Sensitive Body Type Blueprint
Foods to avoid on a healing diet:
Cold, Raw, Dry, Astringent, Gas-producing, Pungent, Overly bitter, Stimulants like caffeine, Alcohol
They may cause:
Gas, Bloating, Pain, Mood or energy swings
Which may lead to:
Chronic pain, Arthritis, Memory loss, Arthritis, Excess anxiety, Fear, Panic attacks, PTSD
Passionate Body Type Blueprint
Foods to avoid on a healing diet:
Sour, aged, Fermented, Salty, Stimulants like caffeine, Alcohol, Fried, Excessive Oils like peanuts, Spicy/Pungent (Example: Spicy Curry)
They may cause:
Belching, Acid indigestion, Yellow skin
Which may lead to:
Inflammation, Skin Problems, Hot Flashes, Cardio-Vascular Problems, Indigestion, Hemorrhoid, Vision Problems, Excess Anger, Jealousy, Frustration, Cancer
Stable Body Type Blueprint
Foods to avoid on a healing diet:
Cold, Raw, Heavy, Sour, Salty, Sweet, Oily (Example: Ice Cream)
They may cause:
Sluggishness, Cold, Congestion, Lack of appetite
Which may lead to:
Lipomas, Colds, Pneumonia, Asthma, Depression, Sluggishness, Laziness, Tumors
Tips For Making Your Healing Diet a Success
If you can’t give up coffee, tea or caffeine, here are a few options short of total abstinence for a more moderate healing diet.
+ Don’t drink it on an empty stomach, take it only with food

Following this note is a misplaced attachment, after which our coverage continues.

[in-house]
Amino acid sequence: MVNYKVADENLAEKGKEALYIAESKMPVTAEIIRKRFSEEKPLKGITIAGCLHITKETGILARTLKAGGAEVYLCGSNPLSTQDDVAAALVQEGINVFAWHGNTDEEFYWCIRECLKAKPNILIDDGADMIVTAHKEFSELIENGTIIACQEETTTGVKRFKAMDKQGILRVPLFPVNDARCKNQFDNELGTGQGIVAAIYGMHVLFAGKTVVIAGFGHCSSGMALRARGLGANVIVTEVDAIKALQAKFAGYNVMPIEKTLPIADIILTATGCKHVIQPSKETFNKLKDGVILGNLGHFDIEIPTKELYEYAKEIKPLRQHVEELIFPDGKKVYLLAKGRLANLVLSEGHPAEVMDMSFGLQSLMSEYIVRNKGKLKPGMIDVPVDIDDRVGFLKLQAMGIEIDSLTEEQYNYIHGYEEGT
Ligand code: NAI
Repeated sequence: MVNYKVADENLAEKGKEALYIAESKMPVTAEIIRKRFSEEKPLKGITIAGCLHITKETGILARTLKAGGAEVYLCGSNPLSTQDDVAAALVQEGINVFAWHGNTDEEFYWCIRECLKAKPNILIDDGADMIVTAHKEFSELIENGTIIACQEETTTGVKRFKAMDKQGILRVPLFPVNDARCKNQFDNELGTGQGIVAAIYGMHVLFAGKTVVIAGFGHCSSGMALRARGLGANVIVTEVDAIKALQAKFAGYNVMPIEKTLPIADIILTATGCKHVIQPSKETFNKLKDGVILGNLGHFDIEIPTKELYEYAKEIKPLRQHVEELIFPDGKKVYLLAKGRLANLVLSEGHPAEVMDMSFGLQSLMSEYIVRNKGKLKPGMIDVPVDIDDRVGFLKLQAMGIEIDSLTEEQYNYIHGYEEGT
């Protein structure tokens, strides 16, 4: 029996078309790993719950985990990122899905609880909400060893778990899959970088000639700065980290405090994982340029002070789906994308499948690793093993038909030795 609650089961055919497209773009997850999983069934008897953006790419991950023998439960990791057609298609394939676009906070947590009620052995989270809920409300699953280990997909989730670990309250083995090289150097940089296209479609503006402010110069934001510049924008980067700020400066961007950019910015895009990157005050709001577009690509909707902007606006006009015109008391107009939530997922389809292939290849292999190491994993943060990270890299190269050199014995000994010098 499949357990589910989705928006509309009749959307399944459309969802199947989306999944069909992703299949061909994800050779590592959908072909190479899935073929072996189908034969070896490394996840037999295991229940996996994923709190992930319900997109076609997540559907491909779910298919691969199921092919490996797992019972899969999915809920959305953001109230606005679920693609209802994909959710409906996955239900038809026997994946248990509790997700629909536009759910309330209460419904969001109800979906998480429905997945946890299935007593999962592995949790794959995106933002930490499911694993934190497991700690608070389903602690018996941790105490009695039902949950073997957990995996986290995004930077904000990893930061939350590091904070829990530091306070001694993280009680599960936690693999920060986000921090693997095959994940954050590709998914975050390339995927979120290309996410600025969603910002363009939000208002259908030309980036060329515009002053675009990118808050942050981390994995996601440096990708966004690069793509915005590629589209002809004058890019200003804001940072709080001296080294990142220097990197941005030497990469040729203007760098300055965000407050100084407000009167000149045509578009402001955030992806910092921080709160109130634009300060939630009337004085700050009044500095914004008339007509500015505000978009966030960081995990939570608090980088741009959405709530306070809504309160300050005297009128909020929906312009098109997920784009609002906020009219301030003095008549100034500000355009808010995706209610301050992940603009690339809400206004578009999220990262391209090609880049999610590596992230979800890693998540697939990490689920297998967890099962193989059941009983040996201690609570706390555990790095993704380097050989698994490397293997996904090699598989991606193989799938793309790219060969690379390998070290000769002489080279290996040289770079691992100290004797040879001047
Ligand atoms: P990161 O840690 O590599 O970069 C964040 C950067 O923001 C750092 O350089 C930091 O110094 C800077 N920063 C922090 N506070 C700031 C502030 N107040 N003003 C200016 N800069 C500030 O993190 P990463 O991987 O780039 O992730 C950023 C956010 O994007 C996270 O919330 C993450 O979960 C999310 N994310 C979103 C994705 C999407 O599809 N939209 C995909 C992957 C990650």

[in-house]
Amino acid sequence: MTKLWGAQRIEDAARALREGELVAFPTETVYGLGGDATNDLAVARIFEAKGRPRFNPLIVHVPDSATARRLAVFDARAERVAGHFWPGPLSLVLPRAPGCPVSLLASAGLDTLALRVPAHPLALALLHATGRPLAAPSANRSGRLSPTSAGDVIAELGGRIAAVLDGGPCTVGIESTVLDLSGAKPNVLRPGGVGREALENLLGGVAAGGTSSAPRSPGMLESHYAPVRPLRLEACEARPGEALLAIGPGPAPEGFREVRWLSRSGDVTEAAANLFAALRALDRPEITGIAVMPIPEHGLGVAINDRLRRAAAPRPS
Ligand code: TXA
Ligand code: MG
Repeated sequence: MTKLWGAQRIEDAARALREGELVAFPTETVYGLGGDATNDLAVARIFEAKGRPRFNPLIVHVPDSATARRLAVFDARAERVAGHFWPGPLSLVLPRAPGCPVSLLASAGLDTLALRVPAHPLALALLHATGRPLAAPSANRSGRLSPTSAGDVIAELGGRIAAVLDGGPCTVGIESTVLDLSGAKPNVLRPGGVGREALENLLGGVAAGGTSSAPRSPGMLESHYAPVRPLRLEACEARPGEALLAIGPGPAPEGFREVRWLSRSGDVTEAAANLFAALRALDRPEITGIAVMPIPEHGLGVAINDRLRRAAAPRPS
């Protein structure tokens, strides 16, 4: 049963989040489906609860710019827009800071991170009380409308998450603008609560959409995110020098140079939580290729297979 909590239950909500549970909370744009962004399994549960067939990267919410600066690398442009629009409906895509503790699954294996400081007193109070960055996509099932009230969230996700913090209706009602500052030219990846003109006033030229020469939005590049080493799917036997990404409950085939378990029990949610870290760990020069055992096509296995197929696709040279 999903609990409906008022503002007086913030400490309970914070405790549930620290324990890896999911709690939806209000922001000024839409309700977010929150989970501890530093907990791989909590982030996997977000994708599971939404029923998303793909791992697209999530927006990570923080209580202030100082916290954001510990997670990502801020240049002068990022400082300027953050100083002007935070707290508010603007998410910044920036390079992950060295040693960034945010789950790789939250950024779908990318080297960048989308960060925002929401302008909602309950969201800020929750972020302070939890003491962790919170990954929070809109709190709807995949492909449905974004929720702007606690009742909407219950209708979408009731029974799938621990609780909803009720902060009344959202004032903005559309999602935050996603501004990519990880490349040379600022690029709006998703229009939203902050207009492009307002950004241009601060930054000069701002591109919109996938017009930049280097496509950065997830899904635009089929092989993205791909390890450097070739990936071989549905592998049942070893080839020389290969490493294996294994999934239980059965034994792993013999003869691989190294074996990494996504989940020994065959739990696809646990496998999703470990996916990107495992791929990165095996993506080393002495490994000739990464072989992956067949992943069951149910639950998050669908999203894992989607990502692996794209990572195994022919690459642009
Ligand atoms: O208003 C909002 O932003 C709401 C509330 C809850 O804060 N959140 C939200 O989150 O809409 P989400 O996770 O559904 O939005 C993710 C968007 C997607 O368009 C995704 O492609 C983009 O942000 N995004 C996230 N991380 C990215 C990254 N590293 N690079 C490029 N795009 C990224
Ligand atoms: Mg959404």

+ Drink a half cup
+ Drink half decaf or all decaf
+ Drink it before noon only.
If you have to have an occasional alcoholic drink, here are a few options:
+ Drink white wine instead of red wine or hard liquor (red wine is considered more acidic)
+ Add water to the wine
+ Only drink it with the meal, not before or after
+ Drink less
Changing Eating and Food Habits
Our habits can be comforting rituals, like the chocolate bar in the middle of the afternoon, the cup of black tea when we first wake up, or the reward of an alcoholic drink after a hard day at work. In general, these “pick-me-ups” are addictive and you will not feel balanced as long as you are disturbing your natural rhythms with these stimulants, which are generally not part of any healing diet.
Try to substitute another ritual when undertaking a healing diet—one that is less toxic. For example, mint or chamomile tea instead of coffee, a small meal in the mid-afternoon when the energy is lagging instead of caffeine or sugar, or a cup of hot pomegranate and water drink when you get home from work.
This article on the healing foods diet is excerpted with permission from Know your Blueprint: The Ayurvedic Secret to Restoring Your Vitality and Passion In 30 Days by Cynthia Copple.
About The Author
Cynthia Copple is a nationally recognized Ayurvedic Master and Director of the Lotus Holistic Health Institute in Santa Cruz, California where she has helped thousands regain their health and rediscover their passion for life. As co-founder of the National Ayurvedic Medical Association and the Mount Madonna Institute College of Ayurveda, she has trained many Ayurvedic practitioners. Visit her websites: lotusayurveda.com and knowyourblueprint.com